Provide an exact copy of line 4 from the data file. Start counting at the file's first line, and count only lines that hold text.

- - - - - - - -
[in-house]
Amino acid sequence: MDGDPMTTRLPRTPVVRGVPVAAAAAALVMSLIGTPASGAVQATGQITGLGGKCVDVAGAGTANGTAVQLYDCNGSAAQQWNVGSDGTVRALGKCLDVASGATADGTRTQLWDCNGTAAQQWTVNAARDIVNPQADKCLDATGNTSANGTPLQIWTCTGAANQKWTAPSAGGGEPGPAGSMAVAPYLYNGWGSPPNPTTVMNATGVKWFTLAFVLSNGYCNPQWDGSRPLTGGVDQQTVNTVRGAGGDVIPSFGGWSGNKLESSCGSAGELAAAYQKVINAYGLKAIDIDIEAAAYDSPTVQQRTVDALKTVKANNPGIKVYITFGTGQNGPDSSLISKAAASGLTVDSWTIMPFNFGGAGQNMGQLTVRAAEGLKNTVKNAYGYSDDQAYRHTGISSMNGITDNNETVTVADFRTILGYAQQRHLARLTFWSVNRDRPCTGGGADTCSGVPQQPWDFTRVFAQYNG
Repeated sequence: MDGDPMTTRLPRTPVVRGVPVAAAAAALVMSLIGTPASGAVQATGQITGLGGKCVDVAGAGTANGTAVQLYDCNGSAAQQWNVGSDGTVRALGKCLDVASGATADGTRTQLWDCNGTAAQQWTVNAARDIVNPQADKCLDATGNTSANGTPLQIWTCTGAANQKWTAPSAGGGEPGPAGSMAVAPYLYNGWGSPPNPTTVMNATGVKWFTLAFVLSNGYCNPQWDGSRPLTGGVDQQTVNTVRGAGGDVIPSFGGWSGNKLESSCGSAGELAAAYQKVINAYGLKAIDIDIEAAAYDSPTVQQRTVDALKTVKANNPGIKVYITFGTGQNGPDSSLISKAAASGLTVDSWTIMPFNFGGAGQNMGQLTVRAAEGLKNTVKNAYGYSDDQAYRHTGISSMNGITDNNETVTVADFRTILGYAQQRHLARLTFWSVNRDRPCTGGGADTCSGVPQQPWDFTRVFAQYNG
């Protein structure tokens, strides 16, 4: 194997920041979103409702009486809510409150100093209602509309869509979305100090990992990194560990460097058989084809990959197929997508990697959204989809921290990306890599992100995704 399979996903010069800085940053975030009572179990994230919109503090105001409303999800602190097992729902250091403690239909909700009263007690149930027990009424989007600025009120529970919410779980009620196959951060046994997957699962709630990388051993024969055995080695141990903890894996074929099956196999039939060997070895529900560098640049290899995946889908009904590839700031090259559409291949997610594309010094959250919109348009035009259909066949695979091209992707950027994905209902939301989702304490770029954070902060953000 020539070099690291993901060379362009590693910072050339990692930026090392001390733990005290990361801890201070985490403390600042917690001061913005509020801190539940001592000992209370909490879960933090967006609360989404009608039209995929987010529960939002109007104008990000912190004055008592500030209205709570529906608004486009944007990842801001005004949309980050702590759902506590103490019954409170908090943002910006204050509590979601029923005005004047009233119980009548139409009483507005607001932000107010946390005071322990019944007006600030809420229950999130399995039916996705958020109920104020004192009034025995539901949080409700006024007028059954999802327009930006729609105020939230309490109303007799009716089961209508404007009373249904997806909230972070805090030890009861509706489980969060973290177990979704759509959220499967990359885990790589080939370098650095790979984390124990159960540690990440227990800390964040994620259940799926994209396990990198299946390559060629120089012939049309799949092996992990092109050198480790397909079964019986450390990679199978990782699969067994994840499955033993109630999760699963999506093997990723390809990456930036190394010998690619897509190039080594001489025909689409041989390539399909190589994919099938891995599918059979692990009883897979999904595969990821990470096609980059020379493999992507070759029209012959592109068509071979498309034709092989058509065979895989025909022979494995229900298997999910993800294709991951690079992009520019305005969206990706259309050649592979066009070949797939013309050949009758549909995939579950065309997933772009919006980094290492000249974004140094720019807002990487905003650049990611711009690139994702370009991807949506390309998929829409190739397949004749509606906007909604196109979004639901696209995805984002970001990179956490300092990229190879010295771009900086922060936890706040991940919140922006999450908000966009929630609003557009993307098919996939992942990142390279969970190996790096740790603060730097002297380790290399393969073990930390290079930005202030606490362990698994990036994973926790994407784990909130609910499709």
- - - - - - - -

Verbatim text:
């Protein structure tokens, strides 16, 4: 194997920041979103409702009486809510409150100093209602509309869509979305100090990992990194560990460097058989084809990959197929997508990697959204989809921290990306890599992100995704 399979996903010069800085940053975030009572179990994230919109503090105001409303999800602190097992729902250091403690239909909700009263007690149930027990009424989007600025009120529970919410779980009620196959951060046994997957699962709630990388051993024969055995080695141990903890894996074929099956196999039939060997070895529900560098640049290899995946889908009904590839700031090259559409291949997610594309010094959250919109348009035009259909066949695979091209992707950027994905209902939301989702304490770029954070902060953000 020539070099690291993901060379362009590693910072050339990692930026090392001390733990005290990361801890201070985490403390600042917690001061913005509020801190539940001592000992209370909490879960933090967006609360989404009608039209995929987010529960939002109007104008990000912190004055008592500030209205709570529906608004486009944007990842801001005004949309980050702590759902506590103490019954409170908090943002910006204050509590979601029923005005004047009233119980009548139409009483507005607001932000107010946390005071322990019944007006600030809420229950999130399995039916996705958020109920104020004192009034025995539901949080409700006024007028059954999802327009930006729609105020939230309490109303007799009716089961209508404007009373249904997806909230972070805090030890009861509706489980969060973290177990979704759509959220499967990359885990790589080939370098650095790979984390124990159960540690990440227990800390964040994620259940799926994209396990990198299946390559060629120089012939049309799949092996992990092109050198480790397909079964019986450390990679199978990782699969067994994840499955033993109630999760699963999506093997990723390809990456930036190394010998690619897509190039080594001489025909689409041989390539399909190589994919099938891995599918059979692990009883897979999904595969990821990470096609980059020379493999992507070759029209012959592109068509071979498309034709092989058509065979895989025909022979494995229900298997999910993800294709991951690079992009520019305005969206990706259309050649592979066009070949797939013309050949009758549909995939579950065309997933772009919006980094290492000249974004140094720019807002990487905003650049990611711009690139994702370009991807949506390309998929829409190739397949004749509606906007909604196109979004639901696209995805984002970001990179956490300092990229190879010295771009900086922060936890706040991940919140922006999450908000966009929630609003557009993307098919996939992942990142390279969970190996790096740790603060730097002297380790290399393969073990930390290079930005202030606490362990698994990036994973926790994407784990909130609910499709």